Phil: Jury is an extremely well-rounded fighter, who normally stays patient and fundamentally sound, and attacks on the counter. Crisp jab, powerful overhand. Can kick at all levels, and is an excellent wrestler, who throws superbly timed reactive double legs and can take down from the clinch. He has a crushing top game, staying close but passing guard at any given opportunity. The closest fighter he resembles in fighting style, relative size for the division, and the presentation of his well-rounded, carefully constructed toolset is probably Rory MacDonald. His unfortunate problem is, at least in part, that he has slightly more personality than Rory. So, whereas Rory is memorable in a somewhat scary, deadpan way, Jury is just... some guy.
David: Jury's talents were always so under the radar. Even in the middle of a fight, he never seemed willing to announce his presence. I like the comparison to Rory. Both are slow starters, neither ever overextend or turn on the donkey kong switch on their opponents, and each may or may not have gone to a party with a popped collar at one point in their lives. For Jury, it's all about how he times his offense. His jab has been more prominent, which is what I think allows him to work so comfortably when it comes to chaining offense.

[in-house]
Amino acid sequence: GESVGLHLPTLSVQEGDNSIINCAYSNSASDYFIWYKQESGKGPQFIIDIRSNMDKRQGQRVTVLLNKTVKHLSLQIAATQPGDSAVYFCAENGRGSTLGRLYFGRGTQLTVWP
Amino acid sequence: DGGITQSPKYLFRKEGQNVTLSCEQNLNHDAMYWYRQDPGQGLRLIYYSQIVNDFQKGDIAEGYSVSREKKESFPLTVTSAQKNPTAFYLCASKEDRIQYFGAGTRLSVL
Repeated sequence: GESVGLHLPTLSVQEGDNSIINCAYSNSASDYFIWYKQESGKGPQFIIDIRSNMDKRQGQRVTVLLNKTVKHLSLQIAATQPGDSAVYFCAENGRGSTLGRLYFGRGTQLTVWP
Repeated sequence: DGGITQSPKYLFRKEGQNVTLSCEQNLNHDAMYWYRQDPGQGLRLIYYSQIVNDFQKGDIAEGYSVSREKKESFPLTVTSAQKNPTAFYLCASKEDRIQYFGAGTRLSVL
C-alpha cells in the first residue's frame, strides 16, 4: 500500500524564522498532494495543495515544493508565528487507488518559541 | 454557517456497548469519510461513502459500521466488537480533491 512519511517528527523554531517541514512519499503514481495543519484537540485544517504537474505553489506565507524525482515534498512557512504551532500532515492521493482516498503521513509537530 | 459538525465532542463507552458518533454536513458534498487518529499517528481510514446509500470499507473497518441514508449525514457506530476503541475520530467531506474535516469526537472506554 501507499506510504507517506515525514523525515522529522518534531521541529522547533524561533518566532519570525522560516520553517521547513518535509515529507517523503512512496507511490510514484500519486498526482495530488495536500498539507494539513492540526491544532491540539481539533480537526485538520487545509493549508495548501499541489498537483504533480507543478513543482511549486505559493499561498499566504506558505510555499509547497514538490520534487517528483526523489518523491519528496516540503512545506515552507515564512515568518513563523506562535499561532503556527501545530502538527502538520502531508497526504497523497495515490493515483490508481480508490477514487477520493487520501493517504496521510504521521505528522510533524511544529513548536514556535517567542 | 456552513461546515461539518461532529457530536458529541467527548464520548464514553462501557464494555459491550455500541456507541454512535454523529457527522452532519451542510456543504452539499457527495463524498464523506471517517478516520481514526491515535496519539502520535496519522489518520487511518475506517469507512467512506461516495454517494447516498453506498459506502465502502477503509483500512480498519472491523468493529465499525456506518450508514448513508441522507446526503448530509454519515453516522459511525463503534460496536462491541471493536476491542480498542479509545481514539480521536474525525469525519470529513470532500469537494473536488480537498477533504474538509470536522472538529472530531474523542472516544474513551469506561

Phil: Donald Cerrone is a kickboxer at heart, and one of the most offensively terrifying fighters in the sport. His boxing is only average, but his kicks and knees are debilitatingly powerful, whether directed at the legs, the body, or the head, and are disguised with incessant hip feints.